A bribery scandal that rocked Louisiana’s burgeoning film industry in 2007 may cost state taxpayers another $6.5 million.
An independent arbitrator has ordered the state to fork over that amount in disputed film tax credits to Malcolm Petal, a former New Orleans lawyer who was convicted of paying off the state’s film commissioner in exchange for millions of dollars in tax credits based on inflated expense reports.
A Feb. 12 letter from the arbitrator directs the state’s Department of Economic Development, which oversees Louisiana’s film incentive program, to issue the credits to Petal within 10 business days.
Through his firm, LIFT Productions, Petal was a dominant player in Louisiana’s film incentive program after the Legislature set it up in 2002. He handled the tax credit applications for many of the films that used the program in its early years.
But in 2009, he was sentenced to five years in federal prison for bribing Mark Smith, who oversaw the film program for the state and admitted signing off on inflated expense reports submitted by Petal so that Petal would receive extra tax credits. Petal has since gotten out of prison.
Smith also admitted to taking a generally lenient view on approving film expenses at a time when the law governing the program was relatively new and unclear on some crucial points.
Smith had initially approved at least some of the credits in dispute, but the state disallowed them after further review, and Petal was never able to cash them in.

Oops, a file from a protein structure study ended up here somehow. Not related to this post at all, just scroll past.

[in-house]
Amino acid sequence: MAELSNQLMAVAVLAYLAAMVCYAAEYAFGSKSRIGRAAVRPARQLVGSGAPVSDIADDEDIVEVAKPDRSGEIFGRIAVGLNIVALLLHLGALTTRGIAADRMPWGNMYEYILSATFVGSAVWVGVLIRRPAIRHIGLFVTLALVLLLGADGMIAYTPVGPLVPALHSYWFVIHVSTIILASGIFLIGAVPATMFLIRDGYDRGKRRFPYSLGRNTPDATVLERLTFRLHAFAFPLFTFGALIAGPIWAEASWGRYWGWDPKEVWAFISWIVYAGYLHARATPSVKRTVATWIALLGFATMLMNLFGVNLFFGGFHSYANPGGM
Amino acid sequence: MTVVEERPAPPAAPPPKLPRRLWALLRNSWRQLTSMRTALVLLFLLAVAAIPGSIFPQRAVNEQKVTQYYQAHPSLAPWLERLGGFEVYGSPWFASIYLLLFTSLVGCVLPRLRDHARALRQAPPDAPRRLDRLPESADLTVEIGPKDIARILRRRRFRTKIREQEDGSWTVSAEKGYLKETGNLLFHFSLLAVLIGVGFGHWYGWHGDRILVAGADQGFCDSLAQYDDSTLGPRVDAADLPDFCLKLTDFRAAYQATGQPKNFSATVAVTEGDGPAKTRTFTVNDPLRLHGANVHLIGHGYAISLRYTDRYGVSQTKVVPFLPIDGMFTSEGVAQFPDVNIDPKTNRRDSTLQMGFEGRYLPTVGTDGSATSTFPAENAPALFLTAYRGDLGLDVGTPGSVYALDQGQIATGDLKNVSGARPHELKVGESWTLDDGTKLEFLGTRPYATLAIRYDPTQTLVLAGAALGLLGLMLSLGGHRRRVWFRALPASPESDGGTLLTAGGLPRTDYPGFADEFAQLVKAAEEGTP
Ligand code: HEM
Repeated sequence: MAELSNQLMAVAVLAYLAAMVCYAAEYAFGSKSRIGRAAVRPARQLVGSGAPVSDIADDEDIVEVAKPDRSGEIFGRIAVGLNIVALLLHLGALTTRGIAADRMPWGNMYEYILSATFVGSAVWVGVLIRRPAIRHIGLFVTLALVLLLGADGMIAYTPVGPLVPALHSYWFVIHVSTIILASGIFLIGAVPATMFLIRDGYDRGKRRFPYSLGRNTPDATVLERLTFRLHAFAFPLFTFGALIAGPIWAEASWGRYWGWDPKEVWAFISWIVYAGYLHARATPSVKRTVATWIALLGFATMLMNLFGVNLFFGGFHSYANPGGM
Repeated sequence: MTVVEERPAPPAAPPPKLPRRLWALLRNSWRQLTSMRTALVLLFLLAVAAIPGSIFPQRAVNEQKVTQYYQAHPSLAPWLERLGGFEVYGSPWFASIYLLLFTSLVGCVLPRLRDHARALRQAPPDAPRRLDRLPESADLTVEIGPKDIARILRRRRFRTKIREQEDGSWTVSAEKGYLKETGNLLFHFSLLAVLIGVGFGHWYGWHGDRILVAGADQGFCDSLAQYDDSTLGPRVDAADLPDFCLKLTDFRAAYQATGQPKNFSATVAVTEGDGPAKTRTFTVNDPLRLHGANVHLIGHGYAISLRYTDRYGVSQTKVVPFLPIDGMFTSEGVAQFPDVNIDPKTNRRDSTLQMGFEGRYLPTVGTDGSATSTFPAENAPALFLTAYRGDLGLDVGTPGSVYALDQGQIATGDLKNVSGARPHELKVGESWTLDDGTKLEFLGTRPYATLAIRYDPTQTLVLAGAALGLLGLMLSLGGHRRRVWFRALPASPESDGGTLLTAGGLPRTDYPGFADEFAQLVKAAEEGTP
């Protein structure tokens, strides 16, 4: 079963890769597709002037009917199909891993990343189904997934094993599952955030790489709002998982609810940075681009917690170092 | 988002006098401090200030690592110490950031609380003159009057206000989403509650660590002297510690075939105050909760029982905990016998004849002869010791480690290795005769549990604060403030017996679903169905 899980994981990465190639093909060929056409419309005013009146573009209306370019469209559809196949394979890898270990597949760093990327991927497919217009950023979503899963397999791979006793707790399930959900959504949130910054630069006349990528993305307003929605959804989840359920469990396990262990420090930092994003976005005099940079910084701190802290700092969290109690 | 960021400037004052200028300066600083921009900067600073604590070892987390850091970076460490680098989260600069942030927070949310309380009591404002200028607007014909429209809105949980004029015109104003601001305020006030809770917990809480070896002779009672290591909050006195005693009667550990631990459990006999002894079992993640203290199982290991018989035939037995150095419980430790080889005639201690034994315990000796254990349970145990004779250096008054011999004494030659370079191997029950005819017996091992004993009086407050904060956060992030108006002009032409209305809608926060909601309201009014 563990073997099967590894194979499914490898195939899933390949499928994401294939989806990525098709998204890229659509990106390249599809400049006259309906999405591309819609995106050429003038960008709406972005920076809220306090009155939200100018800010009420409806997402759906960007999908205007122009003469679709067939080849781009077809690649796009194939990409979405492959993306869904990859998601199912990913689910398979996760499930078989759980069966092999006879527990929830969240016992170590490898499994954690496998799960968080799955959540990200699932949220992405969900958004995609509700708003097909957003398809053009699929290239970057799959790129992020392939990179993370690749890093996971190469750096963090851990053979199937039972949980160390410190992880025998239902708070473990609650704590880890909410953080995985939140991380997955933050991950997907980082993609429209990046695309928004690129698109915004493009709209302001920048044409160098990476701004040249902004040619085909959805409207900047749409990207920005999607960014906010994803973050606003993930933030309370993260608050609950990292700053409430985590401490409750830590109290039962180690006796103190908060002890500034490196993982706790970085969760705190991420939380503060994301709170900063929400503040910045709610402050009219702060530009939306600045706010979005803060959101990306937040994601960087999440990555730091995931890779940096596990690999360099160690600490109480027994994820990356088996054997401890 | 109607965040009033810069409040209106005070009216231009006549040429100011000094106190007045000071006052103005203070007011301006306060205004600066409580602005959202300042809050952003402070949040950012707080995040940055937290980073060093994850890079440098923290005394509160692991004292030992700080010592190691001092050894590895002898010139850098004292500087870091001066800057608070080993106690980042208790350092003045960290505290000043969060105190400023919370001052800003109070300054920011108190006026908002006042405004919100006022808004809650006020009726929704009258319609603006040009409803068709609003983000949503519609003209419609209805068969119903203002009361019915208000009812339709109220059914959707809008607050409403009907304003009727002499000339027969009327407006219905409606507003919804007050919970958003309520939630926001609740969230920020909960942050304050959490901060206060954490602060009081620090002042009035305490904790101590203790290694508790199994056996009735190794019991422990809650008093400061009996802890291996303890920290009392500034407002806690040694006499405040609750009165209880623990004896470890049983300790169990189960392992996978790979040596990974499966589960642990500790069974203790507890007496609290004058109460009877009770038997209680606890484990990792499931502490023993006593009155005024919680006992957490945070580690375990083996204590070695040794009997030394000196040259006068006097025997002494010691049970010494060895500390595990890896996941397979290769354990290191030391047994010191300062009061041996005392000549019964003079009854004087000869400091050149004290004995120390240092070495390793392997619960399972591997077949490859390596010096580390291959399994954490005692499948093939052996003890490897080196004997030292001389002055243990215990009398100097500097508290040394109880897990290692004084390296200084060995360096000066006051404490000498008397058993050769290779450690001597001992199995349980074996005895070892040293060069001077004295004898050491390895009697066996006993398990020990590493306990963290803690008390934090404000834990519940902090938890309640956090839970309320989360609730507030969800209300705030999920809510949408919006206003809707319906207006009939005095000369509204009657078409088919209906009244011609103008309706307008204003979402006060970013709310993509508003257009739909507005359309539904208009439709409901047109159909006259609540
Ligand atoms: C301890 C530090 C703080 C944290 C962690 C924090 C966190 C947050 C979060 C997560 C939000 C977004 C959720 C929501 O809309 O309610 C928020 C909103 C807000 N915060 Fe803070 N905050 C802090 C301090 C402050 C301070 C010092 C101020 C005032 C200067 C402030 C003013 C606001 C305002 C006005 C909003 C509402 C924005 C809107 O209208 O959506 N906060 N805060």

One of Smith’s liberal interpretations — encapsulated in a June 8, 2004, letter to Petal — appears to have played a key role in the arbitrator’s decision to award Petal the disputed credits. That raises the specter that Petal’s bribes, paid around that time, are continuing to pay him dividends today.
“So, if you bribe a public official, which Petal admitted to, you can still collect on the favors the public official gave you,” said Robert Travis Scott, president of the watchdog Public Affairs Research Council, who covered the film scandal as a reporter for The Times-Picayune. “Although the arbitration document unfortunately doesn’t address that question directly, that’s essentially the impact of its conclusion. This is a giant, unexplained, gaping hole in the arbitration document and, unfortunately, another sorry chapter in how this film tax credit program has been abused and has damaged the public trust.”
The central issue in the dispute is which version of the state law governing tax credits should be applied to two films — “Mr. Brooks” and “Pride” — and whether the millions of dollars spent to market and distribute those films should have qualified for Louisiana tax credits.
The law was amended in 2006 to make clear that such expenses do not qualify.
But an earlier version of the law was murky on that point, and Petal cited a June 2004 letter from a Department of Economic Development official that said such expenses would qualify. The arbitrator, Lawrence Saichek, quoted the letter in his ruling but did not identify the official.
However, a June 2007 Times-Picayune story mentioning the same letter — which also authorized the “double-counting” of certain expenditures — says it was signed by Smith and his then-boss, Don Hutchinson, who was secretary of the Department of Economic Development at the time. By then, the newspaper reported, the department had basically disavowed the letter; its executive counsel, Richard House, said Smith wrote it and “controlled the entire process, period.”